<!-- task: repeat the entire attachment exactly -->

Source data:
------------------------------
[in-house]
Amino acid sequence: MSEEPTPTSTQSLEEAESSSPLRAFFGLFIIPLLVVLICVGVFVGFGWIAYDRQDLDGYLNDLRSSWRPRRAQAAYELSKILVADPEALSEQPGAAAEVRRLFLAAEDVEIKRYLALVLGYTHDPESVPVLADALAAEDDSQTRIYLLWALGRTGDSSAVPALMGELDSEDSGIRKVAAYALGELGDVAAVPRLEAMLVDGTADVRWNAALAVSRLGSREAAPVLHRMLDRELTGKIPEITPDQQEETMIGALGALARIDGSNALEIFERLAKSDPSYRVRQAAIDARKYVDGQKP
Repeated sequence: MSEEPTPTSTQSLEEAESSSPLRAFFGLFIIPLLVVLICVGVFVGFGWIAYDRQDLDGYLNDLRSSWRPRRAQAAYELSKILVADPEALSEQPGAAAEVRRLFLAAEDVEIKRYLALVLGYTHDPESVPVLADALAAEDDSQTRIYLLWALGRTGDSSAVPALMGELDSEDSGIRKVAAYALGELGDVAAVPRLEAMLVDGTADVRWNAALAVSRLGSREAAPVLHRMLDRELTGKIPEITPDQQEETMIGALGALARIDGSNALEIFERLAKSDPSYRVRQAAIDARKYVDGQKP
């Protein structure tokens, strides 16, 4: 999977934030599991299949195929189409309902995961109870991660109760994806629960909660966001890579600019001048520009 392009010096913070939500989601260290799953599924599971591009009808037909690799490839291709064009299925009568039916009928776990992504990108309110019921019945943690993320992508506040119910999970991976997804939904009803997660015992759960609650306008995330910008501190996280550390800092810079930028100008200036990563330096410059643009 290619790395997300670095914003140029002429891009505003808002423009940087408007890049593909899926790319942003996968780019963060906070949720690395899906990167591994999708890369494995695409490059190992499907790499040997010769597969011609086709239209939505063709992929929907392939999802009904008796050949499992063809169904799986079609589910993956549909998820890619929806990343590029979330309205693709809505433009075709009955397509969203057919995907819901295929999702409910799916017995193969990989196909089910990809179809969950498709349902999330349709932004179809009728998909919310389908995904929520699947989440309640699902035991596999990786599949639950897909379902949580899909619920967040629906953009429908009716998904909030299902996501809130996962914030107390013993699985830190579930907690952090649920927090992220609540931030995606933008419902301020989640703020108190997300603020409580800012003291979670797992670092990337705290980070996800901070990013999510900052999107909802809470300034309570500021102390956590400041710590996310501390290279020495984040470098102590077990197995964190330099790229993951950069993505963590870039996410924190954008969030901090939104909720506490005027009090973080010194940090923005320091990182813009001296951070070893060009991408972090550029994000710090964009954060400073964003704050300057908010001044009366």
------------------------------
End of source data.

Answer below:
[in-house]
Amino acid sequence: MSEEPTPTSTQSLEEAESSSPLRAFFGLFIIPLLVVLICVGVFVGFGWIAYDRQDLDGYLNDLRSSWRPRRAQAAYELSKILVADPEALSEQPGAAAEVRRLFLAAEDVEIKRYLALVLGYTHDPESVPVLADALAAEDDSQTRIYLLWALGRTGDSSAVPALMGELDSEDSGIRKVAAYALGELGDVAAVPRLEAMLVDGTADVRWNAALAVSRLGSREAAPVLHRMLDRELTGKIPEITPDQQEETMIGALGALARIDGSNALEIFERLAKSDPSYRVRQAAIDARKYVDGQKP
Repeated sequence: MSEEPTPTSTQSLEEAESSSPLRAFFGLFIIPLLVVLICVGVFVGFGWIAYDRQDLDGYLNDLRSSWRPRRAQAAYELSKILVADPEALSEQPGAAAEVRRLFLAAEDVEIKRYLALVLGYTHDPESVPVLADALAAEDDSQTRIYLLWALGRTGDSSAVPALMGELDSEDSGIRKVAAYALGELGDVAAVPRLEAMLVDGTADVRWNAALAVSRLGSREAAPVLHRMLDRELTGKIPEITPDQQEETMIGALGALARIDGSNALEIFERLAKSDPSYRVRQAAIDARKYVDGQKP
């Protein structure tokens, strides 16, 4: 999977934030599991299949195929189409309902995961109870991660109760994806629960909660966001890579600019001048520009 392009010096913070939500989601260290799953599924599971591009009808037909690799490839291709064009299925009568039916009928776990992504990108309110019921019945943690993320992508506040119910999970991976997804939904009803997660015992759960609650306008995330910008501190996280550390800092810079930028100008200036990563330096410059643009 290619790395997300670095914003140029002429891009505003808002423009940087408007890049593909899926790319942003996968780019963060906070949720690395899906990167591994999708890369494995695409490059190992499907790499040997010769597969011609086709239209939505063709992929929907392939999802009904008796050949499992063809169904799986079609589910993956549909998820890619929806990343590029979330309205693709809505433009075709009955397509969203057919995907819901295929999702409910799916017995193969990989196909089910990809179809969950498709349902999330349709932004179809009728998909919310389908995904929520699947989440309640699902035991596999990786599949639950897909379902949580899909619920967040629906953009429908009716998904909030299902996501809130996962914030107390013993699985830190579930907690952090649920927090992220609540931030995606933008419902301020989640703020108190997300603020409580800012003291979670797992670092990337705290980070996800901070990013999510900052999107909802809470300034309570500021102390956590400041710590996310501390290279020495984040470098102590077990197995964190330099790229993951950069993505963590870039996410924190954008969030901090939104909720506490005027009090973080010194940090923005320091990182813009001296951070070893060009991408972090550029994000710090964009954060400073964003704050300057908010001044009366």